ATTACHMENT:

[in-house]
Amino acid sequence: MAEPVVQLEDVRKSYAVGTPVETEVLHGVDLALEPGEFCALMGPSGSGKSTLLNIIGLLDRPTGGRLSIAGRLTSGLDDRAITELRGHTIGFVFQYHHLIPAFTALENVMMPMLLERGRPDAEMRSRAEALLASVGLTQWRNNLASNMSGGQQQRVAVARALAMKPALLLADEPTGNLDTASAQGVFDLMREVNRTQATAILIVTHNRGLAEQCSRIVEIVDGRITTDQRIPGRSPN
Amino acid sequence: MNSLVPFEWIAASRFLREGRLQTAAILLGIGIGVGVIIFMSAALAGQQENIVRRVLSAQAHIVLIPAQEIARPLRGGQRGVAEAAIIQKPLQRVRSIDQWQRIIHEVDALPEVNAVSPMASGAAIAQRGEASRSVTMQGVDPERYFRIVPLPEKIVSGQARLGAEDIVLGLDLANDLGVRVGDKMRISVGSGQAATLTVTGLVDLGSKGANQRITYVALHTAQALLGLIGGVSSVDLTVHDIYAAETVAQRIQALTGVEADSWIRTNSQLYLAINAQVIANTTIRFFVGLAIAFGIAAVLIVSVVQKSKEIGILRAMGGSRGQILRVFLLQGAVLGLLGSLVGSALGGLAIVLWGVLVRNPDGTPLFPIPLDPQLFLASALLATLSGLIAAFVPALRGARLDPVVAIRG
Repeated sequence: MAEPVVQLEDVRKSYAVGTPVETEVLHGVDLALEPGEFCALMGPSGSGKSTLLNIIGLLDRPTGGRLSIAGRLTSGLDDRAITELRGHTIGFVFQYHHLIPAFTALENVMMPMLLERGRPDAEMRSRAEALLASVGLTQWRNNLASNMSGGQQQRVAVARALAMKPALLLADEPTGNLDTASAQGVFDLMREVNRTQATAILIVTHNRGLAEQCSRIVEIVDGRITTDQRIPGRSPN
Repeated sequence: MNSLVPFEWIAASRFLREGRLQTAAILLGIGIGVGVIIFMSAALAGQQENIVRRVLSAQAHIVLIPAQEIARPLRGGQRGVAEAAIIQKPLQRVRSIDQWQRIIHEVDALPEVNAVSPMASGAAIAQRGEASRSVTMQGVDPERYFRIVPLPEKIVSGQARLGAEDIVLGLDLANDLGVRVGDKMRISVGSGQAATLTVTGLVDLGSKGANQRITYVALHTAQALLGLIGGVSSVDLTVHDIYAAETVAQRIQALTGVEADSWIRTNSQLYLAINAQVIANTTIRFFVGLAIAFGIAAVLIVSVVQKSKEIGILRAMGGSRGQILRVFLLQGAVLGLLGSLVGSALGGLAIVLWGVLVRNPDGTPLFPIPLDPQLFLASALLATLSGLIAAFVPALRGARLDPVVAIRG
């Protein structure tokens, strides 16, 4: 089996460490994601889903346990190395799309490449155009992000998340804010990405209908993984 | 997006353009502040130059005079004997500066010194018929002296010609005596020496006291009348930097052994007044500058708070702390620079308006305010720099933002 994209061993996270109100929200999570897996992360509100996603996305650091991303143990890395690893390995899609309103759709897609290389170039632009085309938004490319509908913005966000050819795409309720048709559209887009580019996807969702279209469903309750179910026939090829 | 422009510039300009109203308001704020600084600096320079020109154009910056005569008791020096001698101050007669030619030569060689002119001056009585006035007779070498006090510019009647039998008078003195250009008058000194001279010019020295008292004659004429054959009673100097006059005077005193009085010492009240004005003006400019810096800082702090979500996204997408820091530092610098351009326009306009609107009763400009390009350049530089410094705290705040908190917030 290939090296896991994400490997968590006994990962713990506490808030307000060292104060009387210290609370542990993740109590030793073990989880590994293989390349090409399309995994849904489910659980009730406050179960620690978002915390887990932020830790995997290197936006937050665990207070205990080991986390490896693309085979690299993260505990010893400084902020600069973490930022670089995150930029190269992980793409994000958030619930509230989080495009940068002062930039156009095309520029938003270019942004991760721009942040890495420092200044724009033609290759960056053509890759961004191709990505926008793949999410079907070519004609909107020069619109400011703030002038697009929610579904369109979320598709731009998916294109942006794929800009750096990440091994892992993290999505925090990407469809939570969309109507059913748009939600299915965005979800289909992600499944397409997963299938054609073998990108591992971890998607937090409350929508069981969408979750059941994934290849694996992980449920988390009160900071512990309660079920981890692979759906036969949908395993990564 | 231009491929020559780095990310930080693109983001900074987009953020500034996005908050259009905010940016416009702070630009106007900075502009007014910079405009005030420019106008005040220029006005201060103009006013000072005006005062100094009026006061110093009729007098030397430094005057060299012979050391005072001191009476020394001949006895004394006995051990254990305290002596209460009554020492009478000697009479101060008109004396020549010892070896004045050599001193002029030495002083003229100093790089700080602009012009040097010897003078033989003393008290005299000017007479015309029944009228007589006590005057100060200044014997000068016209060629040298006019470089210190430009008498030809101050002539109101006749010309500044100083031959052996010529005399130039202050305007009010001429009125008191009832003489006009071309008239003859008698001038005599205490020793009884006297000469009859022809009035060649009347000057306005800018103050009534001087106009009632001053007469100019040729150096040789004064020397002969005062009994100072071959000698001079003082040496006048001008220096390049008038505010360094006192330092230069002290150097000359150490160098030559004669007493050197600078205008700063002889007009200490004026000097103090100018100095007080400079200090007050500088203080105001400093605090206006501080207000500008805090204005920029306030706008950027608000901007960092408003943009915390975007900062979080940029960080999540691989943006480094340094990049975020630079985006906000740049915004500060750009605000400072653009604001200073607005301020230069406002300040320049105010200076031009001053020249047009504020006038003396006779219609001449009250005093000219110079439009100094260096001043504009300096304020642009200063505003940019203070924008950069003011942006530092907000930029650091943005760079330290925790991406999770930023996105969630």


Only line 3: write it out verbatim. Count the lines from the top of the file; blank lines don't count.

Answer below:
Amino acid sequence: MNSLVPFEWIAASRFLREGRLQTAAILLGIGIGVGVIIFMSAALAGQQENIVRRVLSAQAHIVLIPAQEIARPLRGGQRGVAEAAIIQKPLQRVRSIDQWQRIIHEVDALPEVNAVSPMASGAAIAQRGEASRSVTMQGVDPERYFRIVPLPEKIVSGQARLGAEDIVLGLDLANDLGVRVGDKMRISVGSGQAATLTVTGLVDLGSKGANQRITYVALHTAQALLGLIGGVSSVDLTVHDIYAAETVAQRIQALTGVEADSWIRTNSQLYLAINAQVIANTTIRFFVGLAIAFGIAAVLIVSVVQKSKEIGILRAMGGSRGQILRVFLLQGAVLGLLGSLVGSALGGLAIVLWGVLVRNPDGTPLFPIPLDPQLFLASALLATLSGLIAAFVPALRGARLDPVVAIRG